The European Council has adopted a regulation and directive to strengthen the European Union (EU)’s pharmacovigilance system, which monitors the safety of human-use medicines.

Under the new rules, EU member states will be required to collect pharmacovigilance information on suspected adverse reactions (ARs) not only if the product was used within the terms of the marketing authorization (MA) but also in cases of overdose, misuse, abuse and medication errors.

A new pharmacovigilance risk assessment committee will be set up within the European Medicines Agency (EMA, to advise the committee for medicinal products for human use (CHMP) on the risk-benefit assessment of centrally-authorised medicines. The new panel will also advise the EMA’s coordination group on questions related to the pharmacovigilance of all EU-authorised medicines and to any variations granted to the terms of their MAs. Currently, the coordination group examines questions relating to MAs for a product in two or more member states only.

The new rules make provision “to allow adequate funding for pharmacovigilance activities through the collection of fees charged to MA holders for obtaining and maintaining EU MAs and for other services provided by EMA and national competent authorities,” the Council notes.

To facilitate early discovery of ARs, the existing Eudravigilance database will be strengthened and become the single point of receipt of pharmacovigilance information for human-use drugs in the EU, and a new medicines webportal will be set up and maintained by the EMA to ensure transparency in pharmacovigilance issues.

The Council also “invites” the Commission to present an assessment report on the readability of Summaries of Product Characteristics (SPCs) and packaging leaflets and, if appropriate, to table proposals aimed at improving their layout and content.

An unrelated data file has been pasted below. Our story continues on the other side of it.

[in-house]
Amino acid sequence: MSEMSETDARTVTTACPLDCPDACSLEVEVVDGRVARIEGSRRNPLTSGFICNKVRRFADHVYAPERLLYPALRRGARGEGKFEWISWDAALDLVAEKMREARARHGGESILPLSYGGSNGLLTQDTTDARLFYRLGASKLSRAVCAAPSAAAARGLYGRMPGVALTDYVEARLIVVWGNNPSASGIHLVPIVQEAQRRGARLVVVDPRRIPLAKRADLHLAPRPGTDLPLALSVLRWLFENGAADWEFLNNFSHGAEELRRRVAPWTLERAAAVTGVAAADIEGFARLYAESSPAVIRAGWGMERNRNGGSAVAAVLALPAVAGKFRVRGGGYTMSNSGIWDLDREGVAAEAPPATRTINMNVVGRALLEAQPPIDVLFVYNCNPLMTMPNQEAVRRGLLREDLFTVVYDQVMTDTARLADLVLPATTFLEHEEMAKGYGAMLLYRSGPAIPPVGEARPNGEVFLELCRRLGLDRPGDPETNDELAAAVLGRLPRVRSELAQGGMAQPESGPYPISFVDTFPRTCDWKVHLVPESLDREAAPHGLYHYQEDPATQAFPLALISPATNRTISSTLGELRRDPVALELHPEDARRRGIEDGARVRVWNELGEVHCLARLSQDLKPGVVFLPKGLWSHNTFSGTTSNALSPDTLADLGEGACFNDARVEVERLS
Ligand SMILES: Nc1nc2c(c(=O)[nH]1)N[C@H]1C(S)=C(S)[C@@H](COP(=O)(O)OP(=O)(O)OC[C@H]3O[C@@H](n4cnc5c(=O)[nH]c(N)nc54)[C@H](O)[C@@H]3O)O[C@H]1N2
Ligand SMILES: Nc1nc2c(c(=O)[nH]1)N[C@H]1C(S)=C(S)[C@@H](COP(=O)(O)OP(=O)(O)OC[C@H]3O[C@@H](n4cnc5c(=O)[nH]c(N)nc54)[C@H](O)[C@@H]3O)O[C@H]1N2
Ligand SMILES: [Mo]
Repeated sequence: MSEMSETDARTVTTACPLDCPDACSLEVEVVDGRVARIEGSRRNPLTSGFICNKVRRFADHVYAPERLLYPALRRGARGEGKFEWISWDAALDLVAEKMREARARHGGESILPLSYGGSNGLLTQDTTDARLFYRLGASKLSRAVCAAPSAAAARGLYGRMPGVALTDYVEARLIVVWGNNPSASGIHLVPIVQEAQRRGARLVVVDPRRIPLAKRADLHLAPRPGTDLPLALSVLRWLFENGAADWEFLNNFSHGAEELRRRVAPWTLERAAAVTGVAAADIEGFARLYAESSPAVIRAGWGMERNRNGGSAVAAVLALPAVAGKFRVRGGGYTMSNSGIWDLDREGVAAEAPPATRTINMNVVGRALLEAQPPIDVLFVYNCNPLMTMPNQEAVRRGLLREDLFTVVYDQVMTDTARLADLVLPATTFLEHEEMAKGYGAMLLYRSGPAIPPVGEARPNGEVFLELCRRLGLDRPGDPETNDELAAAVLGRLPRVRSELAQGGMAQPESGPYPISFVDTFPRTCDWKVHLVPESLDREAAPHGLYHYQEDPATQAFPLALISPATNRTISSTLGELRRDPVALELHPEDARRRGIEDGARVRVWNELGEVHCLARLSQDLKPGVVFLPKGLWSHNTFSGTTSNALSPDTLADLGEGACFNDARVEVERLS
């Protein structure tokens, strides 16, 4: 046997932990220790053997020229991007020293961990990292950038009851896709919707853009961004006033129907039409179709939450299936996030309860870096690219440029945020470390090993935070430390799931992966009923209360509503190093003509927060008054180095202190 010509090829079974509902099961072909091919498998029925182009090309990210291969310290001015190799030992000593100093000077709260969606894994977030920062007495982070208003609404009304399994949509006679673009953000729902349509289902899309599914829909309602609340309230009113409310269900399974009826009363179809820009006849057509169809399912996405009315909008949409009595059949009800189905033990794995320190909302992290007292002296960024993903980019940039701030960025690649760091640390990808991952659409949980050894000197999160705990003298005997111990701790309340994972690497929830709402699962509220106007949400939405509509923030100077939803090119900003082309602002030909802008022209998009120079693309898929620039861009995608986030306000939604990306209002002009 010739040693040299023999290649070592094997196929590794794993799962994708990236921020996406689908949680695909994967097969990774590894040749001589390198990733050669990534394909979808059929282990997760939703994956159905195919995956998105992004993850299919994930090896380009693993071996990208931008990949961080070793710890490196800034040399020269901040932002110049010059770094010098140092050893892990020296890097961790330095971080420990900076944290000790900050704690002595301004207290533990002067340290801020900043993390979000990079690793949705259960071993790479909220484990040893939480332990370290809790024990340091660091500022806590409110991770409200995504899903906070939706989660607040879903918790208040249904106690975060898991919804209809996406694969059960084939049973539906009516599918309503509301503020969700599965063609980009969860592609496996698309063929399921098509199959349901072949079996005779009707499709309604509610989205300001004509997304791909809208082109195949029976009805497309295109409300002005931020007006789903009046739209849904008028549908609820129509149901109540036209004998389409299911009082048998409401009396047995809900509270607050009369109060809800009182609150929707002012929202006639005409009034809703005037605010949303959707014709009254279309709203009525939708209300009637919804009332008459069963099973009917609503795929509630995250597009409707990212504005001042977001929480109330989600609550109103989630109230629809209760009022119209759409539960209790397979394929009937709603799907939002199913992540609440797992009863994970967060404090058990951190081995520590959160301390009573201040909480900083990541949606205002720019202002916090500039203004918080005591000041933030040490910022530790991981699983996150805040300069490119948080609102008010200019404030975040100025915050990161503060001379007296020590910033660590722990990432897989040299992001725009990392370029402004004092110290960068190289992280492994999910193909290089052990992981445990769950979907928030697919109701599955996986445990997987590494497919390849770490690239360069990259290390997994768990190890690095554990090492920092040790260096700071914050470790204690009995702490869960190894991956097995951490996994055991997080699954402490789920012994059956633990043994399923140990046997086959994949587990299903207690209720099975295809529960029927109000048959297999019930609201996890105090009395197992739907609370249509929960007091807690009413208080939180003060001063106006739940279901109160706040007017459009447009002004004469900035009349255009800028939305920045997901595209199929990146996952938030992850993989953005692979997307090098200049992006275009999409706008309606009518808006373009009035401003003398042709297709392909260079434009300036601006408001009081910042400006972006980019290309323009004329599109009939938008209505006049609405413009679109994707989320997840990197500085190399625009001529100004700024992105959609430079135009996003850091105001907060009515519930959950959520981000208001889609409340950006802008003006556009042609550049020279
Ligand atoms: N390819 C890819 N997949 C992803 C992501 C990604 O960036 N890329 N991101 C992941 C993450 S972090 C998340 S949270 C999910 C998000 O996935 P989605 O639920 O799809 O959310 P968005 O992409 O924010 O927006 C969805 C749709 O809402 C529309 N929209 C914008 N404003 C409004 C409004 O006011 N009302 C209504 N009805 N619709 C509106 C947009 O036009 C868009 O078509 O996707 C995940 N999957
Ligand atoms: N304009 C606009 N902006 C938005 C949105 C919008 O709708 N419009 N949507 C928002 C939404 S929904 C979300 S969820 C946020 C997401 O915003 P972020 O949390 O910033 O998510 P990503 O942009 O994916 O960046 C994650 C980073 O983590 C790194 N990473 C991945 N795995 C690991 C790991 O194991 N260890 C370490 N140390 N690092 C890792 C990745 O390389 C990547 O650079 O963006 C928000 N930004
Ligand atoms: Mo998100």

In future, applications from drugmakers will require them to submit only key elements of their pharmacovigilance systems, rather than a detailed description, but they will have to maintain a detailed file on site for possible inspections.

The Commission will be empowered to require companies to conduct post-authorisation studies on their products’ safety and efficacy, as part of the MA, and the harmonised guiding principles and regulatory supervision will be strengthened to ensure that such studies are non-promotional.

Drugmakers’ periodic safety update reports to EMA will now constitute a scientific evaluation of the product’s risk/benefit balance rather than a detailed presentation of individual case reports - that information will already have been reported to the Eudravigilance database. There may be also a single periodic safety update report for products containing the same active substance or combination but which are subject to different MAs.

Finally, pharmacovigilance for biological products and medicines with a new active substance will be strengthened; their authorisation will be subject to additional monitoring activities and they must be identified by a black symbol and an explanatory sentence encouraging AR reporting o the SPC characteristics and the Patient Information Leaflet (PIL). The competent authorities can also request that this requirement is applied to other products.

These new measures - which were passed by the European Parliament in September after a first-reading agreement and are expected to come into force in 2012 - form the first part of the Commission’s long-delayed package of pharmaceutical legislation to be adopted. The package also includes a draft directive on counterfeit drugs and a draft directive and regulation on information on prescription drugs. The Parliament has now approved the information directive, passing it with major amendments to the Commission’s original proposals, in late November.